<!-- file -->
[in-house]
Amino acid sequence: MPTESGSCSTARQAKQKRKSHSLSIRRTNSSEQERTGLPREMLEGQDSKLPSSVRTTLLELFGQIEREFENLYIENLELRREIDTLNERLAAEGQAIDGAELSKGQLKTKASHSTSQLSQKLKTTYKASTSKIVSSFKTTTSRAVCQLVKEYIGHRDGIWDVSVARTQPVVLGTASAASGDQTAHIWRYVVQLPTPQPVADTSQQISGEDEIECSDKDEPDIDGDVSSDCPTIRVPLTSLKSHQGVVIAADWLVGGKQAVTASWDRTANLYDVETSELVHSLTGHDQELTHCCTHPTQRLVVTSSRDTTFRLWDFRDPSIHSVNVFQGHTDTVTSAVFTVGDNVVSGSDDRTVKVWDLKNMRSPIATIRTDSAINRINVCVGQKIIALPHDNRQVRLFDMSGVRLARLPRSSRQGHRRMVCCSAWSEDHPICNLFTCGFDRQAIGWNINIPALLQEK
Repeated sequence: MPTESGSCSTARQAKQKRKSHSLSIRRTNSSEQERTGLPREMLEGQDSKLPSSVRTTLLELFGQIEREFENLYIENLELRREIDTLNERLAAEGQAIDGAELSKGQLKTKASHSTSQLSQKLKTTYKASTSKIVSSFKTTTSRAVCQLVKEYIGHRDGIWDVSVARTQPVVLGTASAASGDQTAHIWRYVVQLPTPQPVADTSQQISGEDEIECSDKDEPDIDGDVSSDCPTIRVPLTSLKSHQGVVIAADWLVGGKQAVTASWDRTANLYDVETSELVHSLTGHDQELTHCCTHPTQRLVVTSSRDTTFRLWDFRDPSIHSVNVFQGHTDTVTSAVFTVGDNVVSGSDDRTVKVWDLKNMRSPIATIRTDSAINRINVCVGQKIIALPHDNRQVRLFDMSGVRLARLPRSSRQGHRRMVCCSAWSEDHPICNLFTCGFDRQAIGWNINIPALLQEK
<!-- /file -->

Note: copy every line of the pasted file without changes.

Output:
[in-house]
Amino acid sequence: MPTESGSCSTARQAKQKRKSHSLSIRRTNSSEQERTGLPREMLEGQDSKLPSSVRTTLLELFGQIEREFENLYIENLELRREIDTLNERLAAEGQAIDGAELSKGQLKTKASHSTSQLSQKLKTTYKASTSKIVSSFKTTTSRAVCQLVKEYIGHRDGIWDVSVARTQPVVLGTASAASGDQTAHIWRYVVQLPTPQPVADTSQQISGEDEIECSDKDEPDIDGDVSSDCPTIRVPLTSLKSHQGVVIAADWLVGGKQAVTASWDRTANLYDVETSELVHSLTGHDQELTHCCTHPTQRLVVTSSRDTTFRLWDFRDPSIHSVNVFQGHTDTVTSAVFTVGDNVVSGSDDRTVKVWDLKNMRSPIATIRTDSAINRINVCVGQKIIALPHDNRQVRLFDMSGVRLARLPRSSRQGHRRMVCCSAWSEDHPICNLFTCGFDRQAIGWNINIPALLQEK
Repeated sequence: MPTESGSCSTARQAKQKRKSHSLSIRRTNSSEQERTGLPREMLEGQDSKLPSSVRTTLLELFGQIEREFENLYIENLELRREIDTLNERLAAEGQAIDGAELSKGQLKTKASHSTSQLSQKLKTTYKASTSKIVSSFKTTTSRAVCQLVKEYIGHRDGIWDVSVARTQPVVLGTASAASGDQTAHIWRYVVQLPTPQPVADTSQQISGEDEIECSDKDEPDIDGDVSSDCPTIRVPLTSLKSHQGVVIAADWLVGGKQAVTASWDRTANLYDVETSELVHSLTGHDQELTHCCTHPTQRLVVTSSRDTTFRLWDFRDPSIHSVNVFQGHTDTVTSAVFTVGDNVVSGSDDRTVKVWDLKNMRSPIATIRTDSAINRINVCVGQKIIALPHDNRQVRLFDMSGVRLARLPRSSRQGHRRMVCCSAWSEDHPICNLFTCGFDRQAIGWNINIPALLQEK